The devastating blow of positive action

The new law robs those it's meant to help of their drive to succeed, says TV presenter Kat Akingbade

The day I learnt that I had landed a presenting role, starring alongside the TV magician Derren Brown in a Channel 4 web series, was among the proudest of my life. I was going to do the job of my dreams for a mainstream broadcaster. I was overwhelmed by my sense of achievement and everyone who knew me was tremendously proud.

Sadly, my elation was not to last, as I later learnt that I was picked for the role mostly because I am black. I had believed that my audition for the producers had been the best.

The commissioner who broke the news to me (a person I like and admire) wanted to be honest with me.

"One of my colleagues accused me of box-ticking when we chose you," she began, as we sat down to lunch at a Soho restaurant, her face impassive, "but I was disappointed by his negativity, I see it differently." Sensing my confusion, she continued: "We picked you because you're black. But I want you to see that as a good thing. I think you're great."

The words brought me crashing to earth. I started to question how many of my other successes were real. I thought about other jobs I had, where I believed that I had been the best candidate and where the significance of my ethnicity hadn't occurred to me. I began to question my ability.

I was raised to understand that the world did not owe me a living and I have prided myself on being someone who never accepts something for nothing. But my confidence was fundamentally shaken on that day, the day I learnt my CV was meaningless and I was simply fulfilling a quota.

This week, on 6 April, "positive action" comes into play, making it legal for employers to select from two candidates of equal merit – whichever has so-called "protected characteristics": a black person over a white person, a gay person over a straight person or a man over a woman – or vice versa, whichever is in the minority. The idea is that employers can fulfil government quotas without positively discriminating and breaking the law.

But positive action is yet another unhelpful initiative that makes no allowance for why under-representation happens in the first place. If there is a shortage of suitable candidates from "protected groups" prior to the legislation, this won't improve by 6 April. Employers will face the same pressure to diversify the workforce and will recruit on the basis of protected characteristics, not on merit.

Looking back, I can recall two other incidents where my ethnicity was openly discussed. One where a manager told me that she was sent three applicants, all of whom were black, so there had been "nothing to choose between us"; and the other where my manager said she had been berated for always hiring foreigners (I was born and have grown up in London).

Positive discrimination robs an individual of drive and self-motivation; it completely undermines the achievements and abilities of the hard-working and truly gifted.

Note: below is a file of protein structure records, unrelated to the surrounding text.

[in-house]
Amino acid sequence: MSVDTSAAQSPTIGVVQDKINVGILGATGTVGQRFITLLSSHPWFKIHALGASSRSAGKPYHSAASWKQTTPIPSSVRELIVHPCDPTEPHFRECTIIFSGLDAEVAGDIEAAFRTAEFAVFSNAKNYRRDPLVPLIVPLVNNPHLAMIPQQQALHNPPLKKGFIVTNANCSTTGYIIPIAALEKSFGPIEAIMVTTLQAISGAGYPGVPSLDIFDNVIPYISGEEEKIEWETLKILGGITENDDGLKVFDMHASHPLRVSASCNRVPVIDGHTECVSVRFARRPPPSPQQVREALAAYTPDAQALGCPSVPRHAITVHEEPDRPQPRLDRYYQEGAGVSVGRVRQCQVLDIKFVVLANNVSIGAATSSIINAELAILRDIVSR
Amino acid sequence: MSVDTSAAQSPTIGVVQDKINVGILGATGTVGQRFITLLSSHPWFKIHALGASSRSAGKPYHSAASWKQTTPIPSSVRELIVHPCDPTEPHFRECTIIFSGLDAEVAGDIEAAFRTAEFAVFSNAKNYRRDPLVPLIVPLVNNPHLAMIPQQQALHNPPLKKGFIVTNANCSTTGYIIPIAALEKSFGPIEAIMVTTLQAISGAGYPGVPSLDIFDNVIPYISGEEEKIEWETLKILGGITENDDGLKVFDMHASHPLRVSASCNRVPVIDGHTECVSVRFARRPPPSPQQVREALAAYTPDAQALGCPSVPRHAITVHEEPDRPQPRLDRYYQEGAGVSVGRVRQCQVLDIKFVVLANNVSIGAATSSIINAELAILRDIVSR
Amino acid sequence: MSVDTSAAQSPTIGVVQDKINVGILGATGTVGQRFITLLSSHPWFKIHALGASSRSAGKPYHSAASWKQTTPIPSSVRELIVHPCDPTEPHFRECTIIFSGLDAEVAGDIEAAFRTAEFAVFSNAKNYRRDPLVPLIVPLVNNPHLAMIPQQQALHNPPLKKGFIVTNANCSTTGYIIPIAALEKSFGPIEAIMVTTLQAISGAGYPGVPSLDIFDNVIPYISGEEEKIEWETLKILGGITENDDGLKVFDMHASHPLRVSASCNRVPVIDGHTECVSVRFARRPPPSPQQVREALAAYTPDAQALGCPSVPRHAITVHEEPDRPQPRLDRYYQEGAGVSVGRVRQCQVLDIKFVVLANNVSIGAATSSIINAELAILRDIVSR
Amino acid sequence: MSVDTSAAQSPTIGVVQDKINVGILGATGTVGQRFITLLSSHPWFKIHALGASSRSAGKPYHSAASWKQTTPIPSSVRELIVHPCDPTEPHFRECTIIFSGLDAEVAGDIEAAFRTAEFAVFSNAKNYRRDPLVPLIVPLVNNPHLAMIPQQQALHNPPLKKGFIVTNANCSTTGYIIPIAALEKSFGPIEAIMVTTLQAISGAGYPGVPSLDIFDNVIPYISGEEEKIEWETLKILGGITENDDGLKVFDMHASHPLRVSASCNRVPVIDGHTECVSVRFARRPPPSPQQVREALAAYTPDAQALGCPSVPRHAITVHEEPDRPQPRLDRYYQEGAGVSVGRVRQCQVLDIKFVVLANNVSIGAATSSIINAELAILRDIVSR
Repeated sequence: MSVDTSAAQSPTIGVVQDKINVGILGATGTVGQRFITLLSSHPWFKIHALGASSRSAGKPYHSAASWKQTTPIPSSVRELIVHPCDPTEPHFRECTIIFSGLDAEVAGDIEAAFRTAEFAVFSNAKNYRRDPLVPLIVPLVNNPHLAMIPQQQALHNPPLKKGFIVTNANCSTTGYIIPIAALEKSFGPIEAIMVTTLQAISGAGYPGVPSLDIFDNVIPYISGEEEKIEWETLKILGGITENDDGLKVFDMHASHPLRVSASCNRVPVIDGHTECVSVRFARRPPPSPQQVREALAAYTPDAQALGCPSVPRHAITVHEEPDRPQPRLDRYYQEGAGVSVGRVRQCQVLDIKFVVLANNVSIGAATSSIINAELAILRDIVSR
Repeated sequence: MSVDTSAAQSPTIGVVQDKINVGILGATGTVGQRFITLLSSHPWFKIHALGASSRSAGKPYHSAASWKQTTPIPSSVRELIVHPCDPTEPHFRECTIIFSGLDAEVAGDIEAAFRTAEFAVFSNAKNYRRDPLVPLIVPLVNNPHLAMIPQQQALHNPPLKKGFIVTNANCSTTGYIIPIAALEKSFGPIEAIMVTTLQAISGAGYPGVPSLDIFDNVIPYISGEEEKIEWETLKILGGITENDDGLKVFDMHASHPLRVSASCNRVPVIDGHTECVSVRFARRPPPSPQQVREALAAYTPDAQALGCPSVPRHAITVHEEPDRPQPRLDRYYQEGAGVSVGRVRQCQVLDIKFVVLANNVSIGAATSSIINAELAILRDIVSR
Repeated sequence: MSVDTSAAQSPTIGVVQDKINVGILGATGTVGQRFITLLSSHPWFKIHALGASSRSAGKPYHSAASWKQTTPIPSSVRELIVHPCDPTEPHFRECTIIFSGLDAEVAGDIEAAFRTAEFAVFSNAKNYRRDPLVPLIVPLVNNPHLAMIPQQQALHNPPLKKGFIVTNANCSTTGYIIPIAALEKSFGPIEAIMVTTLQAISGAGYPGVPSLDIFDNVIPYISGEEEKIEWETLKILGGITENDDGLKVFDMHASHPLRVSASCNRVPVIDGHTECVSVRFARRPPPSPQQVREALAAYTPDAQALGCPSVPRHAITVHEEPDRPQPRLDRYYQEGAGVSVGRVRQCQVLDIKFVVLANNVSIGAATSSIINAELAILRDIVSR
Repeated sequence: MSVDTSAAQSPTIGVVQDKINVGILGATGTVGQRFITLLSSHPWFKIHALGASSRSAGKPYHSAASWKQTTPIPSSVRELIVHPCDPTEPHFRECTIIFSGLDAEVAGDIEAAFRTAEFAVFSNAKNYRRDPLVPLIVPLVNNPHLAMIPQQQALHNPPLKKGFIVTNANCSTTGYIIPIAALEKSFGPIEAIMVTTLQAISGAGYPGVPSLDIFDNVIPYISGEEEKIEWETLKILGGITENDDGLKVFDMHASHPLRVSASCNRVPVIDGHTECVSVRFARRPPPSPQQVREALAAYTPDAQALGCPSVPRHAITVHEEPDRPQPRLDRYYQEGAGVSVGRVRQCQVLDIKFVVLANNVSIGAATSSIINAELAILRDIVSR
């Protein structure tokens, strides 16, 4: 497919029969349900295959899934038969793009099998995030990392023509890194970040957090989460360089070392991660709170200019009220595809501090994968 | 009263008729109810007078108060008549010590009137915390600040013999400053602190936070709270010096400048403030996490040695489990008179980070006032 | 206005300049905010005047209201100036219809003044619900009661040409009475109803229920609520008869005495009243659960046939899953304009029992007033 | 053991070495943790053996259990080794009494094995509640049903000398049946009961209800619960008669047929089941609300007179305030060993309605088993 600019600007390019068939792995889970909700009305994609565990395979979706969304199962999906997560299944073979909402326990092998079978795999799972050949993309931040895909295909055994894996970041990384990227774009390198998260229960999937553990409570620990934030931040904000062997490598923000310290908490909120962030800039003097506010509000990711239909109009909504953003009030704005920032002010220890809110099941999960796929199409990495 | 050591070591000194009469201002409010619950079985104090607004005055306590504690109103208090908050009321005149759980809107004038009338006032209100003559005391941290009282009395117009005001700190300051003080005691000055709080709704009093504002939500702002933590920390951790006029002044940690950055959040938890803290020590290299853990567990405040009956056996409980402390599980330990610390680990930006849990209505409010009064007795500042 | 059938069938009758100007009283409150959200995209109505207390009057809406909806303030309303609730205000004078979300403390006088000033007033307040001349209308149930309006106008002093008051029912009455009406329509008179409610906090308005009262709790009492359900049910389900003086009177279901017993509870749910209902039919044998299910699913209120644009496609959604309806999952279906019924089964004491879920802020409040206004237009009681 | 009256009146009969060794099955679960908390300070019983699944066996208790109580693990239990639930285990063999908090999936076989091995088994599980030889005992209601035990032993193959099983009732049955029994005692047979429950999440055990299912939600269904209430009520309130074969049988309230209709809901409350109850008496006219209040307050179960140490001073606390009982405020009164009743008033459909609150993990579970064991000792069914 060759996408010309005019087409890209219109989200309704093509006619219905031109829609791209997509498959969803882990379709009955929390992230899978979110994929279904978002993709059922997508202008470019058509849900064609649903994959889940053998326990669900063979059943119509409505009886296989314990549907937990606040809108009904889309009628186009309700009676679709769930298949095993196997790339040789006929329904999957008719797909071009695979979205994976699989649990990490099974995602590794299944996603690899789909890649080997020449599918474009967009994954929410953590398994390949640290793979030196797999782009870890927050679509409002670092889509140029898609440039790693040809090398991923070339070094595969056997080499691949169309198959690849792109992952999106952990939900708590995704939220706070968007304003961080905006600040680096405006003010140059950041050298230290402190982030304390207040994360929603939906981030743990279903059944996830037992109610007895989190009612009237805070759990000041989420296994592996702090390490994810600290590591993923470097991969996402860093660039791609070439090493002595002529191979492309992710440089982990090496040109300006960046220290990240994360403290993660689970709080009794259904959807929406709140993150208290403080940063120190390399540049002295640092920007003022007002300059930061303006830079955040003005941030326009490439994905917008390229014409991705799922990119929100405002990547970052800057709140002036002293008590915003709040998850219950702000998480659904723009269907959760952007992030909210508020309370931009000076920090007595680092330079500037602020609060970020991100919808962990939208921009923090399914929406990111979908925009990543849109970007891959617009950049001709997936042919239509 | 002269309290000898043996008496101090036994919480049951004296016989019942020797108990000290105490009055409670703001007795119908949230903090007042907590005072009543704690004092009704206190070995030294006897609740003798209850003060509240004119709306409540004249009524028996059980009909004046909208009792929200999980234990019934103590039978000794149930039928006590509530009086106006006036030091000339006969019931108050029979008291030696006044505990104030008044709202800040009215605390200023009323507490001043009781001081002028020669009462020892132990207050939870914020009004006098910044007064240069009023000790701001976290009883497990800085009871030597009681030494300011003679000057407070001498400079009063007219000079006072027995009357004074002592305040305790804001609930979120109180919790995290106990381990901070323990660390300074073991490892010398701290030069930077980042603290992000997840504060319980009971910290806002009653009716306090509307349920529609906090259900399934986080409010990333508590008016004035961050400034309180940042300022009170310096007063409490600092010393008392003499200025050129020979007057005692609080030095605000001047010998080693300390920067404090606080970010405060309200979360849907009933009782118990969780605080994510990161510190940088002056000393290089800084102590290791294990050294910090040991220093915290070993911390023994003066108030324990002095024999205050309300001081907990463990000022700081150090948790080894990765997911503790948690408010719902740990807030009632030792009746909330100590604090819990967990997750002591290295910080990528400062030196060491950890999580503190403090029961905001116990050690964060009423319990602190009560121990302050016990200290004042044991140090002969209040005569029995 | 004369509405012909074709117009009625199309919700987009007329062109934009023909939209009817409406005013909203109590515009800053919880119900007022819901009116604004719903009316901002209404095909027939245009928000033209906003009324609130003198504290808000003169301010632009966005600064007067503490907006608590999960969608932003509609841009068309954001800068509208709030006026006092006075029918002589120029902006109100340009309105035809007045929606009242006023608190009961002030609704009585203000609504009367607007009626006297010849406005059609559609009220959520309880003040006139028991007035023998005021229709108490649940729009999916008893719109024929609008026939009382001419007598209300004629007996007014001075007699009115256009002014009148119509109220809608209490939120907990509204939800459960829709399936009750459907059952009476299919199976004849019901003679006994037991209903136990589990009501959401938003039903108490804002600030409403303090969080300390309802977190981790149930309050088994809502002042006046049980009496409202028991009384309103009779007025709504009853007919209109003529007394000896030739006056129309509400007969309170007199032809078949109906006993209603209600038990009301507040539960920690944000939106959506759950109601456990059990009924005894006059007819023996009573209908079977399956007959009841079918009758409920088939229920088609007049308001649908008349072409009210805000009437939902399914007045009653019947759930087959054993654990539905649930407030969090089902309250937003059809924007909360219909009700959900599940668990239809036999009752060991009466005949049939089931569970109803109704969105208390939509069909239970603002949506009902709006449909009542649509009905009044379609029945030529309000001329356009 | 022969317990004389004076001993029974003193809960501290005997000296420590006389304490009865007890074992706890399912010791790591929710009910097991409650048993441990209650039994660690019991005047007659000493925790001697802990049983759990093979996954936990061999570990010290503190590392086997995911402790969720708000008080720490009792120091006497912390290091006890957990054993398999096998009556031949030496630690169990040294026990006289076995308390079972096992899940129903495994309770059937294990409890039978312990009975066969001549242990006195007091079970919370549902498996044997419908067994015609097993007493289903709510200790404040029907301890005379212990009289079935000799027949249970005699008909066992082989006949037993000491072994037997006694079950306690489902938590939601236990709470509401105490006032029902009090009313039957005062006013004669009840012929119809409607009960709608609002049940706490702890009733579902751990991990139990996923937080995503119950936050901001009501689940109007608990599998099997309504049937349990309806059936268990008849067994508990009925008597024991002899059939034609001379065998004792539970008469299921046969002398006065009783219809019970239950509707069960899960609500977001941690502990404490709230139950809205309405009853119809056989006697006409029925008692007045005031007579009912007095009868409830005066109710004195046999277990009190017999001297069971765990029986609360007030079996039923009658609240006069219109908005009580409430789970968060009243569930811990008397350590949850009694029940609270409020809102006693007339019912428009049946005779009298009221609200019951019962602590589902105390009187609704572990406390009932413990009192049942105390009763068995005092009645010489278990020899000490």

If employers are pressed to select candidates on the basis of race, sex or gender to diversify the workplace, they will care less about a candidate's ability, and eventually one "protected characteristic" will blur into another.

I am guilty of it now. When I see a black face on a panel or on television, my first assumption is: diversity.

Positive discrimination is certainly not without its defenders. I am referring to those who believe that without their help those with "protected characteristics" wouldn't stand a hope in hell of succeeding at anything. These people pride themselves in their ability to be offended on another's behalf, people for whom the issues of discrimination would never ordinarily be a part of their own lives.

For me, the bottom line is that positive discrimination/action is toxic. Young people growing up in a world where they believe that they are entitled to special treatment lose their drive to succeed. They lose their sense of pride and accomplishment, and they develop low self esteem.

While in Nigeria recently, working as a researcher at the Andrew Pearson Medical Resources Centre in Ilesha, I was suddenly being judged solely on my abilities as an administrator. I had to dig deep to convince myself that I was good enough to do the job, and it revealed the impact positive discrimination has had on me.

If two candidates are of equal merit the employer's only decision should be to give it to the person they believe will do it best. If that means a white person is chosen over a black person, so be it. It is up to the overlooked candidate to strive to make themselves more competitive in the future. That's the fairest option!

Kat Akingbade was speaking to Paul Bignell

How the act will work

From Wednesday it will be legal to recruit or promote a candidate of equal merit to another candidate if the employer reasonably thinks that person is under-represented in the workforce or they suffer a disadvantage.

The new Act, according to the Government, protects those in certain groups, relating to age, disability, gender, sexual orientation, race, religion and pregnancy.

The Act does not allow an employer to appoint a less suitable candidate just because they have a protected characteristic that is under-represented or disadvantaged – that is positive discrimination. This often involves setting quotas to recruit a minority, because they have relevant characteristics.

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